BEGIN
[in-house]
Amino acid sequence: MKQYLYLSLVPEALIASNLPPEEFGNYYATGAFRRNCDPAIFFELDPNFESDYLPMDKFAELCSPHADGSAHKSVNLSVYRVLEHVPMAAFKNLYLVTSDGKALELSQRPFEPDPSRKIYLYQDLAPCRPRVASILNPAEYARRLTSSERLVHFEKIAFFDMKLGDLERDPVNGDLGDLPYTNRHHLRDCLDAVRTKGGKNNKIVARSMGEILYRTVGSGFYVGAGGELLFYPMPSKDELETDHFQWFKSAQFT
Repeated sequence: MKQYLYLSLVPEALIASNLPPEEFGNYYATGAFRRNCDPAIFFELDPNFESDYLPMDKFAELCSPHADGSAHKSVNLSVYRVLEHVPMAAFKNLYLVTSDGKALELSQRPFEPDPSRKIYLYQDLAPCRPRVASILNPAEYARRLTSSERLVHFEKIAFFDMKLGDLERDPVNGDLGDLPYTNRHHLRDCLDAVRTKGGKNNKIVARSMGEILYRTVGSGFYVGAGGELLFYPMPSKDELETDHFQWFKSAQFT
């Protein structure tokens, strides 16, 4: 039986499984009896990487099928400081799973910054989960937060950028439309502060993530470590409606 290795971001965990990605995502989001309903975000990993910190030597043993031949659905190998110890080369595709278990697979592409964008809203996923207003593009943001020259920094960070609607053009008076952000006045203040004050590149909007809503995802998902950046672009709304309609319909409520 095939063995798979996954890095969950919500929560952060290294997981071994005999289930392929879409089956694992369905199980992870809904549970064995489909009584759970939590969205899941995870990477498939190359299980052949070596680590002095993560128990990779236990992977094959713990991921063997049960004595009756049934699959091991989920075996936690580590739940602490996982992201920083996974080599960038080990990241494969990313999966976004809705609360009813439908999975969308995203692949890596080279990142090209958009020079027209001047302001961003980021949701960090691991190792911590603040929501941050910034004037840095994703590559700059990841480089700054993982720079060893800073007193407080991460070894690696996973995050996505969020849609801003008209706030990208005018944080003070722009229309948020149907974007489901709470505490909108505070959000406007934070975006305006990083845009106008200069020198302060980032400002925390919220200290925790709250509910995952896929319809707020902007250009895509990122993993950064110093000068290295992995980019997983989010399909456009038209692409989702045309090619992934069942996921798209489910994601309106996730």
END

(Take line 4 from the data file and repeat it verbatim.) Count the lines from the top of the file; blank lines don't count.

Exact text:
């Protein structure tokens, strides 16, 4: 039986499984009896990487099928400081799973910054989960937060950028439309502060993530470590409606 290795971001965990990605995502989001309903975000990993910190030597043993031949659905190998110890080369595709278990697979592409964008809203996923207003593009943001020259920094960070609607053009008076952000006045203040004050590149909007809503995802998902950046672009709304309609319909409520 095939063995798979996954890095969950919500929560952060290294997981071994005999289930392929879409089956694992369905199980992870809904549970064995489909009584759970939590969205899941995870990477498939190359299980052949070596680590002095993560128990990779236990992977094959713990991921063997049960004595009756049934699959091991989920075996936690580590739940602490996982992201920083996974080599960038080990990241494969990313999966976004809705609360009813439908999975969308995203692949890596080279990142090209958009020079027209001047302001961003980021949701960090691991190792911590603040929501941050910034004037840095994703590559700059990841480089700054993982720079060893800073007193407080991460070894690696996973995050996505969020849609801003008209706030990208005018944080003070722009229309948020149907974007489901709470505490909108505070959000406007934070975006305006990083845009106008200069020198302060980032400002925390919220200290925790709250509910995952896929319809707020902007250009895509990122993993950064110093000068290295992995980019997983989010399909456009038209692409989702045309090619992934069942996921798209489910994601309106996730």